The New York Times
By: David Kocieniewski
December 7, 2010
The deal to extend the Bush-era tax cuts for two years includes a bevy of additional credits and deductions that will reduce the burden on nearly all households.
But the tax benefits will flow most heavily to the highest earners, just as the original cuts did when they were passed in 2001 and 2003. At least a quarter of the tax savings will go to the wealthiest 1 percent of the population.
The tentative deal includes a two-year patch for the alternative minimum tax, a reduction in the payroll tax and a plan to reinstate the estate tax with lower rates and higher exemptions than in 2009 -- all of which will offer far more savings for high earners than those in the low- or middle-income bracket.
The wealthiest Americans will also reap tax savings from the proposal's plan to keep the cap on dividend and capital gains taxes at 15 percent, well below the highest rates on ordinary income.
And negotiators have agreed that the estimated $900 billion cost of the cuts will simply be added to the deficit -- not covered by reductions in spending or increases in other taxes. That is good news for hedge fund managers and private equity investors, who appear to have withstood an effort to get them to pay more by eliminating a quirk in the tax code that allows most of their income to be taxed at just 15 percent.
In fact, the only groups likely to face a tax increase are those near the bottom of the income scale -- individuals who make less than $20,000 and families with earnings below $40,000.
"It's going to look like the rich are getting richer again," said Anne Mathias, an analyst for MF Global Inc.
In the agreement, which breaks a campaign pledge to eliminate some tax breaks for the top 2 percent of American earners, President Obama won a few concessions from Republicans, including a 13-month extension in government benefits for the long-term unemployed. After several extensions, the maximum has been 99 weeks.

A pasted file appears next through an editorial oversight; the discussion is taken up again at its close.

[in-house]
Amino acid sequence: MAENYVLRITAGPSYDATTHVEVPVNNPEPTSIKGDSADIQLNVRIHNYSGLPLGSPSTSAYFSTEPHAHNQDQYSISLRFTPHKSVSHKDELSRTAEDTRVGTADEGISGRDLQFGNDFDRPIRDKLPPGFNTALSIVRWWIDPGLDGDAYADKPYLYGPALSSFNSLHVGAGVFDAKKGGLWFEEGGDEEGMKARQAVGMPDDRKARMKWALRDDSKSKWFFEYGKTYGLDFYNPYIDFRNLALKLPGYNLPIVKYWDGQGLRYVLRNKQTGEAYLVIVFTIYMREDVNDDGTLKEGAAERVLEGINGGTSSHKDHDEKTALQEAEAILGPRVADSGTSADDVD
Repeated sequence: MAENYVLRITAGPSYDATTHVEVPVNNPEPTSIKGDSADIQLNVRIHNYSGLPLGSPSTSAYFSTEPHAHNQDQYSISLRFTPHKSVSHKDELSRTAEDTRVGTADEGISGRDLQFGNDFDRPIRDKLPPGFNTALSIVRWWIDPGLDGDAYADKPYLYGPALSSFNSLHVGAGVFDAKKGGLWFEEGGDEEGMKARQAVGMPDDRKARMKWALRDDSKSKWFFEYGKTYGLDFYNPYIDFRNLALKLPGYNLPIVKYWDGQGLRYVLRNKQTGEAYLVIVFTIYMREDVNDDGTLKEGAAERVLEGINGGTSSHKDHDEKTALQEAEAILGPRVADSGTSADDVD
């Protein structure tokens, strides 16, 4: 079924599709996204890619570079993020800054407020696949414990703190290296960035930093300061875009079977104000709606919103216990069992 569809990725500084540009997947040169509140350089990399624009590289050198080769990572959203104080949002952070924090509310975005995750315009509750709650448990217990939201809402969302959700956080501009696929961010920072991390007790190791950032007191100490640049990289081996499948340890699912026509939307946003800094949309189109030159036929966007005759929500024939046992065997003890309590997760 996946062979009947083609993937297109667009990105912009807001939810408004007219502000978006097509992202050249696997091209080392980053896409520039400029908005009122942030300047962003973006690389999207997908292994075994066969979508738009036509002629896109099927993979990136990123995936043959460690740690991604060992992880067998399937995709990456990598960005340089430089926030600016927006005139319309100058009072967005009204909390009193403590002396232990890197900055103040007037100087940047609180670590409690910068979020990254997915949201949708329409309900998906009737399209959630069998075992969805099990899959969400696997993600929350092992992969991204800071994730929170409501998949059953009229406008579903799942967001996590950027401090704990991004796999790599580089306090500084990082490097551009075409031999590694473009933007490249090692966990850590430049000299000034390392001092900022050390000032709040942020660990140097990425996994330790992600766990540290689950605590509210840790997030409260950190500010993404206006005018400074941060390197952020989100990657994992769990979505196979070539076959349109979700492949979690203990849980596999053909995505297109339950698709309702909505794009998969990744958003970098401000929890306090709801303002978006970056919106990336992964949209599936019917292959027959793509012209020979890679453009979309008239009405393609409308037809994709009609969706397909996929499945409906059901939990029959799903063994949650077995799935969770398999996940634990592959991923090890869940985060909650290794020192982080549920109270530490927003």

The administration also succeeded in extending several of the tax credits in last year's stimulus plan to aid low- and moderate-income Americans: the earned-income tax credit, the child credit, the child and dependent-care credit and the tuition deduction.
As a result, families with an income near the median of $55,000 would owe about $2,700 less in taxes than if the Bush-era cuts had been allowed to expire.
A two-income couple earning $146,000 would owe about $7,000 less than if the tax cuts were allowed to expire, and about $3,400 less than they did in 2009.
The proposal does not include an extension of Mr. Obama's signature tax cut, the Making Work Pay credit, which provided a credit of up to $400 for individuals and $800 for families of low and moderate income. Instead, the plan creates a one-year reduction in Social Security payroll taxes, which are generally levied on the first $106,800 of income. For an individual earning $110,000, that provision would reduce payroll taxes by $2,136.
Although the $120 billion payroll tax reduction offers nearly twice the tax savings of the credit it replaces, it will nonetheless lead to higher tax bills for individuals with incomes below $20,000 and families that make less than $40,000. That is because their payroll tax savings are less than the $400 or $800 they will lose from the Making Work Pay credit.
"It will come to a few dollars a week," said Roberton Williams, an analyst at the nonpartisan Tax Policy Center, "but it is an increase."
To the wealthiest Americans, however, an assortment of breaks is available.
The plan includes a two-year "patch" for the alternative minimum tax, which is now paid by about 4 million taxpayers with income in the mid- to high six figures. Without the patch, more than 20 million additional taxpayers would have been liable for that tax.
The estate tax -- which was allowed to lapse this year and was scheduled to resume at a rate of 55 percent on most assets above $1 million -- will be reinstated under less onerous terms. Estates over $5 million will be subject to a 35 percent tax.
The proposal will also maintain the current rates on dividends and capital gains, averting scheduled increases to ordinary income and 20 percent, respectively.
The marginal tax rate on high incomes will also remain unchanged. The top brackets had been scheduled to increase to 36 percent and 39.6 percent, from 33 percent and 35 percent.
Under Mr. Obama's failed proposal, which would have raised the rates on income over $250,000 for families and $200,000 for individuals, the taxpayers at the top 1 percent of the income scale -- those with incomes above $564,000 -- would have received an average tax break of $28,000. Under the agreement reached with Republicans, the top 1 percent will receive breaks of about $70,000.